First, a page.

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On April 1, the Florida Supreme Court, in a 6–1 ruling, overturned decades of decisions beginning in 1989 that recognized a woman’s right to choose—that is, whether to have an abortion—up to the time of viability.

Anchored in Florida’s own constitutional right to privacy, this critical individual right to abortion had been repeatedly affirmed by the state Supreme Court, which consistently struck down conflicting laws passed by the Legislature.

As explained first in 1989:

Florida’s privacy provision is clearly implicated in a woman’s decision of whether or not to continue her pregnancy. We can conceive of few more personal or private decisions concerning one’s body in the course of a lifetime.

Tellingly, the justices at the time acknowledged that their decision was based not only on U.S. Supreme Court precedent but also on Florida’s own privacy amendment.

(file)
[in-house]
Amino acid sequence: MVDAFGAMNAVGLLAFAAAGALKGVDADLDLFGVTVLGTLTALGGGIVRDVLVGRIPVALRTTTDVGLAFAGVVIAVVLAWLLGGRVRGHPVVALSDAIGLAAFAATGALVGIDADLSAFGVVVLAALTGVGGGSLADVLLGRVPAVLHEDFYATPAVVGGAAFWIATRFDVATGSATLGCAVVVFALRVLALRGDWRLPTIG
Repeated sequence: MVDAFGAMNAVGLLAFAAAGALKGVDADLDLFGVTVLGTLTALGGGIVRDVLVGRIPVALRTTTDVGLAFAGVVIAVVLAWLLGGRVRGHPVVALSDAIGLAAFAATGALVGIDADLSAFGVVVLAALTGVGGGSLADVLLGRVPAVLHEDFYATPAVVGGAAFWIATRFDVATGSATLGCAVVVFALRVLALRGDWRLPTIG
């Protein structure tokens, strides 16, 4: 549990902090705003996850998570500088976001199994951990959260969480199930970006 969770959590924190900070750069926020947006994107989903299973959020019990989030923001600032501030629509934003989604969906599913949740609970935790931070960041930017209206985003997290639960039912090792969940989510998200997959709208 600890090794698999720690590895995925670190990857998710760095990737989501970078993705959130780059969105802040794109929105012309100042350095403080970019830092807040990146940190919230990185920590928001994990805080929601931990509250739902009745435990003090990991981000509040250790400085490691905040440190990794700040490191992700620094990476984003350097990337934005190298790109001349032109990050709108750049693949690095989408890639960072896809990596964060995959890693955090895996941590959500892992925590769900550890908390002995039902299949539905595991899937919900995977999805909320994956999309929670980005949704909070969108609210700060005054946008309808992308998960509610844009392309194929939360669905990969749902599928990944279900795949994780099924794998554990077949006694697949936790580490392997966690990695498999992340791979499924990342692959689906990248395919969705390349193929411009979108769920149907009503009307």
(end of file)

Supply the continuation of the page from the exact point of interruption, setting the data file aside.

I served on the Supreme Court of Florida beginning in 1998 and retired, based on our mandatory retirement requirement, a little more than two decades later. Whether Florida’s Constitution provided a right to privacy that encompassed abortion was never questioned, even by those who would have been deemed the most conservative justices—almost all white men back in 1989!

And strikingly, one of the conservative justices at that time stated: “If the United States Supreme Court were to subsequently recede from Roe v. Wade, this would not diminish the abortion rights now provided by the privacy amendment of the Florida Constitution.” Wow!

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In 2017 I authored an opinion holding unconstitutional an additional 24-hour waiting period after a woman chooses to terminate her pregnancy. Pointing out that other medical procedures did not have such requirements, the majority opinion noted, “Women may take as long as they need to make this deeply personal decision,” adding that the additional 24 hours stipulated that the patient make a second, medically unnecessary trip, incurring additional costs and delays. The court applied what is known in constitutional law as a “strict scrutiny” test for fundamental rights.